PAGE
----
Submitted to: Poultry Science
Publication Type: Peer Reviewed Journal
Publication Acceptance Date: 2/11/2006
Publication Date: 2/11/2006
Citation: Sun, J.M., Richards, M.P., Rosebrough, R.W., Ashwell, C.M., McMurtry, J.P., Coon, C.N. 2006. The relationship of body composition, feed intake and metabolic hormones for broiler breeder females. Poultry Science. 85:1173-1184. Interpretive Summary: Feed is a major cost to the producer growing broiler breeder hens for the reproduction market. Excess carcass fat produced as a part of the normal growth processes prior to reaching reproductive age can be a significant burden to producers. Likewise, some body fat is required for the breeder female to reach and maintain sexual maturity. Raising broiler breeder candidates under a feed restriction regimen reduced body fat without affecting reproductive performance. Stepwise regression indicated that T4 was the most important hormone for predicting the carcass fat in candidates. Thus, the hormone status of breeder pullets and hens as it relates to body composition and sexual maturity may be a key indicator that can be utilized as a management tool to predict the physiological readiness of pullets for photo stimulation or possibly the hormone status may be used as a selective tool by Primary Breeders for altering feed consumption in broiler progeny.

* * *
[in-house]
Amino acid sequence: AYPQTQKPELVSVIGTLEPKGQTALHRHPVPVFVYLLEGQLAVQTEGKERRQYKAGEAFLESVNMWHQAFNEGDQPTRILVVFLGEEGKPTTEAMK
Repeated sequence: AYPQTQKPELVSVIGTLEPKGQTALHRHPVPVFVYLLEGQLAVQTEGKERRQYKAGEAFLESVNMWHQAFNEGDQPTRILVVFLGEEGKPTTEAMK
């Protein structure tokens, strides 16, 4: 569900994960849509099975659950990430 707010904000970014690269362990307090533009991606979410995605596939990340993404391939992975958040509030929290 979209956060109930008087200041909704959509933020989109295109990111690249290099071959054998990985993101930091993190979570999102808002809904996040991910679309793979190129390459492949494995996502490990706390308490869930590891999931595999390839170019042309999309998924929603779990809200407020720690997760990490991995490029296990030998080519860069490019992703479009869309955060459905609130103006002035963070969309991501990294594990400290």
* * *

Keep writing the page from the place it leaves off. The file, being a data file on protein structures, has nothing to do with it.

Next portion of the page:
Technical Abstract: Three hundred and twenty Cobb 500 broiler breeder pullets, 21 wk of age, of a similar body weight (BW) were selected from a flock of 1000 pullets that had been fed according to Cobb Breeder Management Guide specifications. One hundred and sixty pullets at 21 wk of age were switched to ad libitum feeding while the remaining 160 pullets continued to be control fed according to Cobb guidelines. The pullets were photo-stimulated at 22 wk and maintained through a peak laying period with experiment being terminated when breeders were 36.5 wk. Breeder pullets were bled for plasma samples, BW determined, sacrificed, abdominal fat removed and weighed, and carcass homogenized for composition analysis at the following times: 1) 24 hr prior to photo-stimulation, 2) 2.5 wk after photo-stimulation, 3) Within 24 hr after first egg and 4) 36.5 wk following peak egg production. Compared with ad libitum breeders, the restricted breeders had 9.8, 9.0, 8.0, 7.4 % more carcass protein and 4.42, 13.33, 14.27, 7.88 % less carcass fat content at pre-stimulation, post-stimulation, first egg, and post-peak period, respectively. Total egg number was 14.9 higher and the percentage of abnormal eggs was 9.18 % lower for the feed restricted pullets compared with the ad libitum fed pullets at 36.5 wk. Carcass % fat content of ad libitum fed pullets was positively related with lucagon (P=0.045), IGF-? (P=0.0023), and 17ß-estradiol (P=0.0208) but negatively related with insulin (P=0.0004), insulin/glucagon ratio (P<.0001), IGF-? (P=0.0005), T4 (P<.0001) and T3 (P<.0001). Carcass % fat content of feed restricted pullets was negatively related with IGF-I (P<.0001), IGF-II (P=.0001), and T4 (P=.0003). Stepwise regression indicated that T4 was the most important hormone for predicting the carcass fat in ad libitum fed pullets (R2=0.2788, P<.0001) but IGF-I was the most important hormone for predicting carcass fat in feed restricted pullets (R2 =0.1632, P<.0001). A seven hormone index consisting of 4+insulin/glucagonatio+T3+IGF-I+IGF-II+17 -estradiol+glucagon produced an R2 of 0.5961 for predicting carcass fat in ad libitum fed pullets. A six hormone index consisting of IGF-I+T4+glucagon+IGF-II+insulin+insulin/glucagon ratio produced an R2 of 0.3084 for predicting carcass fat in feed restricted pullets. Feed consumption per metabolic BW for ad libitum fed pullets was positively related to insulin (P=0.0205), insulin/glucagon ratio (P=0.0397), leptin (P=0.0210), and T3 (P=0.0446) but negatively related to IGF-II (P=0.0102). The feed consumption per metabolic BW could be best predicted (R2 =0.1424; P=0.0059) for ad libitum fed pullets with a five variable index consisting of IGF-II+IGF-I+T4+glucose+leptin values. The hormone status of breeder pullets and hens as it relates to body composition and sexual maturity may be a key indicator that can be utilized as a management tool to predict the physiological readiness of pullets for photo stimulation or possibly the hormone status may be used as a selective tool by Primary Breeders for increasing feed consumption in broiler progeny.